Religious freedom means that the government should not privilege the teachings of one religion over another or deny individual religious freedom. Individuals must have the right to accept or reject the principles of their own faith without legal restrictions.
The Obama Administration is right to require insurance companies to cover contraception for public employees. The bishops are wrong to seek to use the government to limit the decision-making power of American women. And they are surely wrong to call what they are trying to do freedom.
Last night, the voters of North Dakota decisively defeated a ballot initiative that one news outlet called an “ecclesiastical mugging.” By a margin of 64 percent to 36 percent, voters said “no” to an effort to impose religious doctrine on health care, social policy, and law in the state.
Let us call upon Cardinal Dolan, the USCCB, and their political allies to practice what they preach. Eliminating public funds and taxpayer support for organizations criminally convicted of protecting child predators will prove they are standing on principle.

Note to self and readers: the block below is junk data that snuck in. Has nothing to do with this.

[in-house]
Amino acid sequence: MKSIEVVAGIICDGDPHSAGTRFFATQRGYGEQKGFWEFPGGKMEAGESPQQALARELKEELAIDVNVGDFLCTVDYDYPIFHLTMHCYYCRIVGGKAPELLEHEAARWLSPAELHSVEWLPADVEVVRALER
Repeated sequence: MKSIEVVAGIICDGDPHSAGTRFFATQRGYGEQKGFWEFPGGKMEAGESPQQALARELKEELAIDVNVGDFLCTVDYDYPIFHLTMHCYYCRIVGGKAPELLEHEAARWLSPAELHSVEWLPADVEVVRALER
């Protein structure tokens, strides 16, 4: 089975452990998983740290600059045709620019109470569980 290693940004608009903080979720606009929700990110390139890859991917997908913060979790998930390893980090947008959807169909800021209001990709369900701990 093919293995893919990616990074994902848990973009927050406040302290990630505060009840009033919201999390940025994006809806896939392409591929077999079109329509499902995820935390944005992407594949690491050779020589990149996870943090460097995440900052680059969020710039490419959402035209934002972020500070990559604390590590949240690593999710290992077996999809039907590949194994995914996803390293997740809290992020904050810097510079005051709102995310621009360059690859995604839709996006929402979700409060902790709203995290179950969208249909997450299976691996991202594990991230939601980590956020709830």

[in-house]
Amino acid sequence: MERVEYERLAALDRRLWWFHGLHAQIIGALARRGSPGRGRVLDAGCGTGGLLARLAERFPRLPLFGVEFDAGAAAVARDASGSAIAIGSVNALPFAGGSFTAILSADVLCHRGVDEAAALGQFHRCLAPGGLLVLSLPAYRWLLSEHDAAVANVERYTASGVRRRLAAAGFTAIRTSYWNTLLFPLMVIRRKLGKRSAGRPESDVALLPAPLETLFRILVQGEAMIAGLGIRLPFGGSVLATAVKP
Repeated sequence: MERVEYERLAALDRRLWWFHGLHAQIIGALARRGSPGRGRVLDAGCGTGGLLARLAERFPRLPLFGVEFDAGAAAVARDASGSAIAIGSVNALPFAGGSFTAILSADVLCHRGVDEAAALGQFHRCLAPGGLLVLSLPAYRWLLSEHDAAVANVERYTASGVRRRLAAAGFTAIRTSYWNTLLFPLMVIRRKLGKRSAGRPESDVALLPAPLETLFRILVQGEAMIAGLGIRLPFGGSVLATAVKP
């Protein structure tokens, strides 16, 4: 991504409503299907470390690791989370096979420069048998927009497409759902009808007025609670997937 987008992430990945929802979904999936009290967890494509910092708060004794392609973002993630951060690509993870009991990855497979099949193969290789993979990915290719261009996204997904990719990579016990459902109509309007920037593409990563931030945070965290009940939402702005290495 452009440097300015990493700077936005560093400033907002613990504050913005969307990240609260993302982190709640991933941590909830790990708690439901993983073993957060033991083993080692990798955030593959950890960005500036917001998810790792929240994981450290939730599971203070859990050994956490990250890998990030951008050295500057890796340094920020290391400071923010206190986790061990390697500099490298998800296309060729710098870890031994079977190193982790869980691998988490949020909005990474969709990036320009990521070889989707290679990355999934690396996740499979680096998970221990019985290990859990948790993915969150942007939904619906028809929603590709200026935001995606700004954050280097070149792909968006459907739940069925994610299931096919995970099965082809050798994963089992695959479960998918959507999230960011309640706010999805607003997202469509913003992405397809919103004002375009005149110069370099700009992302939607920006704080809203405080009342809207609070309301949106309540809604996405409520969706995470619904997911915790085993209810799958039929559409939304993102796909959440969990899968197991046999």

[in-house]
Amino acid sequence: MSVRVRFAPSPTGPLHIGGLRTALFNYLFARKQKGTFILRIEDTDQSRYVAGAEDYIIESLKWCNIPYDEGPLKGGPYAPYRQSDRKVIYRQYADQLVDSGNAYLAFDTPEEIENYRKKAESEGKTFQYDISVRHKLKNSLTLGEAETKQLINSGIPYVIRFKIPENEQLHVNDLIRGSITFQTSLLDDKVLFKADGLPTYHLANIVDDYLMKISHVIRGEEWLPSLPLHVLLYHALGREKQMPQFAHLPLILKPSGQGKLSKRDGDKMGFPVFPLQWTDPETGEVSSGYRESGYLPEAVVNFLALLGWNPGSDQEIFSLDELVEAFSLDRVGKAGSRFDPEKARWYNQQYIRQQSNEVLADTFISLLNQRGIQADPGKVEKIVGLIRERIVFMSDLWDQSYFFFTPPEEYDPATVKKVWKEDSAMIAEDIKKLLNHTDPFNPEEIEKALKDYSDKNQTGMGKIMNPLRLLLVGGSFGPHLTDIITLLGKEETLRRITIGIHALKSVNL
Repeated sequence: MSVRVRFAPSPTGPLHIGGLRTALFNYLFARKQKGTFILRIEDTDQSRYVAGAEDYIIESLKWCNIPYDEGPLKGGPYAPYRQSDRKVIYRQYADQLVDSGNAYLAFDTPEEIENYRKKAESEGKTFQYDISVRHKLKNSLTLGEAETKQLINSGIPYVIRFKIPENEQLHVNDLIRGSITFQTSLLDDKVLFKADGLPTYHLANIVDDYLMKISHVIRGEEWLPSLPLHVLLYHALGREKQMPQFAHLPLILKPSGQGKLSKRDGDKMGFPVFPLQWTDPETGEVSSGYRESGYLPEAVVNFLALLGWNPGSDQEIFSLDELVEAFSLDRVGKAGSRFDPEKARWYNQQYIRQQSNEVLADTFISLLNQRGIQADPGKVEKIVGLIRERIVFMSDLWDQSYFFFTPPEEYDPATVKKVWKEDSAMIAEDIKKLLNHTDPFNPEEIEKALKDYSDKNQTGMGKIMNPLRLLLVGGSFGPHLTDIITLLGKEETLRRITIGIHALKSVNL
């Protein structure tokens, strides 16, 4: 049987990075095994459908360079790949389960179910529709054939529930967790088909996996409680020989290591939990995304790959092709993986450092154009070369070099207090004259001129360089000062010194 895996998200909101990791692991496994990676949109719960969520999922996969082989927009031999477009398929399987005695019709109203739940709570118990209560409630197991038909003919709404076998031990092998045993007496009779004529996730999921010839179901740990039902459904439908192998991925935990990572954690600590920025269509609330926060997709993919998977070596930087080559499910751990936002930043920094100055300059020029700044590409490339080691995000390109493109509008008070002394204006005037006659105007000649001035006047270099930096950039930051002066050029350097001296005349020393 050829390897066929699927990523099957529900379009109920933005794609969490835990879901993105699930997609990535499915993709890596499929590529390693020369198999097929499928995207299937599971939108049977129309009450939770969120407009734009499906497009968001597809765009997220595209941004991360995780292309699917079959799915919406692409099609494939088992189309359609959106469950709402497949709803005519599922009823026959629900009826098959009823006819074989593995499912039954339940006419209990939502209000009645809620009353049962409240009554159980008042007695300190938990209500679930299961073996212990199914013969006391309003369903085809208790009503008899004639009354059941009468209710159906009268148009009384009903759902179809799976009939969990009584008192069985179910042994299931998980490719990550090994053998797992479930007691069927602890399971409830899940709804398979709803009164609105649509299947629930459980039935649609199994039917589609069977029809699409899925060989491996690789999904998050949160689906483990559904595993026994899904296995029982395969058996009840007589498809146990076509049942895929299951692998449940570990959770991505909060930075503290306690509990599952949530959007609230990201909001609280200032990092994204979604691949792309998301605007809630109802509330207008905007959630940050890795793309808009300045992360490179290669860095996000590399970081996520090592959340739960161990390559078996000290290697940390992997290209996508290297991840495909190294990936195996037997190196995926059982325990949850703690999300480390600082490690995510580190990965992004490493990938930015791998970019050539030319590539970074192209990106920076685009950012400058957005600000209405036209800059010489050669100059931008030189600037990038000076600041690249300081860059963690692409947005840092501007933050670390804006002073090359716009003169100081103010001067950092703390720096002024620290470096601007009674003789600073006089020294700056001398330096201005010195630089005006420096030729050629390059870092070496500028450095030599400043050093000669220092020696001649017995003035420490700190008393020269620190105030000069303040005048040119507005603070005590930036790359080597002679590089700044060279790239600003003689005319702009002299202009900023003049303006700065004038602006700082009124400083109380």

This week, 12 new lawsuits were filed challenging the contraceptive coverage rule, doubling those already in play. The lawsuits have made a splash by virtue of their number, but when you take a moment to actually look at them, there’s nothing to see. The rule is constitutional, it violates no federal law, and it’s incredibly important for women.
Oh hey! Looks like the anti-choice folks found a new way to come up with their own set of “facts”!
On Thursday, Rep. Paul Ryan strayed from the current Republican mantra when he said he “respectfully disagrees” with the United States Conference of Catholic Bishops that it’s not very Jesus-like to let poor people starve. But the Bishops and the GOP are in lock step when it comes to the War on Women.
Cardinal Timothy Dolan, in a March 16th Milwaukee Journal Sentinel opinion column, correctly characterizes the contraceptive insurance coverage debate. He says: “This is first and foremost a matter of religious liberty for all.” But fact is that when it comes to religious freedom, he’s against it.
The fight against birth control coverage smacks of theocratic thinking – the notion that government ought to be ruled by or subject to religious authority. Clearly we need a much more inclusive conversation about religion and reproduction.
Women of color experience much higher unintended pregnancy rates than their white counterparts. As a group they also suffer higher rates of chronic diseases, including pregnancy-related conditions, which can be prevented with consistent use of contraceptives. The new regulation guaranteeing access to contraception without a co-pay will help greatly with these and other health issues.